Thursday, 08 July 2021 20:12

By Lehlohonolo Lehana.

From fake cures for coronavirus to phishing scams, fraudsters have been taking advantage of people’s fears around the pandemic. Now, South African medical manufacturers and suppliers are also in their sights.

Fraudsters are targeting established companies that normally respond to legitimate South African National Department of Health tenders for medical devices, says Reiner Gabler, MD of Cape Town-based Gabler Medical.

Gabler Medical is a specialist medical device manufacturing firm founded in Cape Town over 50 years ago by Alfred Josef Gabler, a German instrument maker. Several of its customers have been tricked into believing that they are ordering products from Gabler Medical, and have deposited funds, when this is in fact a sophisticated scam.

The  fraudsters operate by emailing a fraudulent invitation to tender,  purporting to be from the Department of Health.  Gabler Medical is aware of an initial fake bid document for the supply of microscopes, and a second document  for the supply of thermometers.

The fraudsters use a fictitious website domain (www.health-gov.co) while the correct domain is  www.health.gov.za.

The fraudulent multi-page request to tender document is extremely convincing. It resembles official  Department of Health stationery with a watermark, and a stamp stating that the document has  been approved by supply chain management. It states that no briefing session will be held, but all queries can be mailed or phoned through. A contact name, email address and Pretoria phone number are supplied.

When recipients follow up, the fraudster names Gabler Medical as a company that supplies the devices and provides a fake Gabler website  with a phone number, company VAT number, address information, and contact numbers – all of which are incorrect. The original fake website (which was closed down by Gabler Medical) was  www.gablermedicals.com.  Now the fraudsters have re-appeared as www.gablersmedical.com, while the correct site is www.gablermedical.com.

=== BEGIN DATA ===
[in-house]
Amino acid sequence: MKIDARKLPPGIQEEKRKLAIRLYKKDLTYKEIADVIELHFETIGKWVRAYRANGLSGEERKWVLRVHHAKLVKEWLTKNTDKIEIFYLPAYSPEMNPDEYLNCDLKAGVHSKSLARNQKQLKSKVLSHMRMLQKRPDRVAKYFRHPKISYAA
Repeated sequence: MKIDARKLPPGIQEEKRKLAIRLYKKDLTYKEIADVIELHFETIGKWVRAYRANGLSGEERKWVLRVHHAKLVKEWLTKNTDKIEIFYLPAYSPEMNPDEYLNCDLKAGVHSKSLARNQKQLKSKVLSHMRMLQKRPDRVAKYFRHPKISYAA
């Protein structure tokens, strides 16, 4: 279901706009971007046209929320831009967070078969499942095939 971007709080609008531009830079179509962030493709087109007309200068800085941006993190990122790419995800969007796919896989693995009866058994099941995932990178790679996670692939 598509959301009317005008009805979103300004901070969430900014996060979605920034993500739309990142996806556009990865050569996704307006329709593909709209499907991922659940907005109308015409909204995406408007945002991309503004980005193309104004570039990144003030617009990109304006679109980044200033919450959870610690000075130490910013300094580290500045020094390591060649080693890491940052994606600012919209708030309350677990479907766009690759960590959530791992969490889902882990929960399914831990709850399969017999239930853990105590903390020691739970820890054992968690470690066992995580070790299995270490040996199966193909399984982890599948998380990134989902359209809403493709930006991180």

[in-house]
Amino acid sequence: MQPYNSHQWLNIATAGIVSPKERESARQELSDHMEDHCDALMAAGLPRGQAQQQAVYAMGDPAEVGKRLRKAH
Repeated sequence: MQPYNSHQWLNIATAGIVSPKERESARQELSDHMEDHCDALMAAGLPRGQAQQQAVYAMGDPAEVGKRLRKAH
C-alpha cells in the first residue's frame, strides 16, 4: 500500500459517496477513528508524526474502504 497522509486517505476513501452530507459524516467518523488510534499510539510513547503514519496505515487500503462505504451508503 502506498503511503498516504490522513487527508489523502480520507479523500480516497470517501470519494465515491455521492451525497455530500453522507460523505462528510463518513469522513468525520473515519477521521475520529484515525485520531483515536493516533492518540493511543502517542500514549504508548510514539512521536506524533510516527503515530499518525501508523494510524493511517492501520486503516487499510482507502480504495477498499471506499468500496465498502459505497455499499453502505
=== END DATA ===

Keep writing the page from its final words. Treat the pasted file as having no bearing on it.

“We were alerted to the scam by an established customer who was sent a quote by the fraudsters, and who realised it was not in fact a Gabler Medical document,” said Gabler.

“In the first tender  for microscopes, the fraudsters took numerous companies who thought they were dealing with us, for R170,000 each.  We estimate they stole well over a million rand before we were able to shut them down.”

Police were initially reluctant to log the case as there was no loss to Gabler Medical itself.

Gabler Medical has taken numerous steps to attempt to stop the scammers. When they were alerted that a company had paid R169000 into a fraudulent bank account, the account was frozen.  The original telephone numbers and website domain were suspended or closed, while Gabler staff have alerted customers to the fraud and encouraged them to lay charges.  After the first fraudulent website was closed down, the fraudsters re-appeared with the second lookalike site.

“I am aware of people who have been scammed and also some that contacted us and thereby avoided being scammed. I spoke to a few people myself and encouraged them to lay a fraud charge, but it seems our juristic system is not geared up adequately for dealing efficiently and effectively with such fraudulent activities, which makes it open season for fraudsters,” said Gabler.

“if you are registered on the supplier databases and receive a request to tender or quote that seems to be from a government department, contact the department to confirm that the request is legitimate. Do not use the contact details on the tender document, which might be fraudulent.”

Contacts: Southern African Fraud Prevention Service: https://www.safps.org.za/ or call  011 867 2234. South African Police Service https://www.saps.gov.za/. Tender fraud hotline 0800 701 701.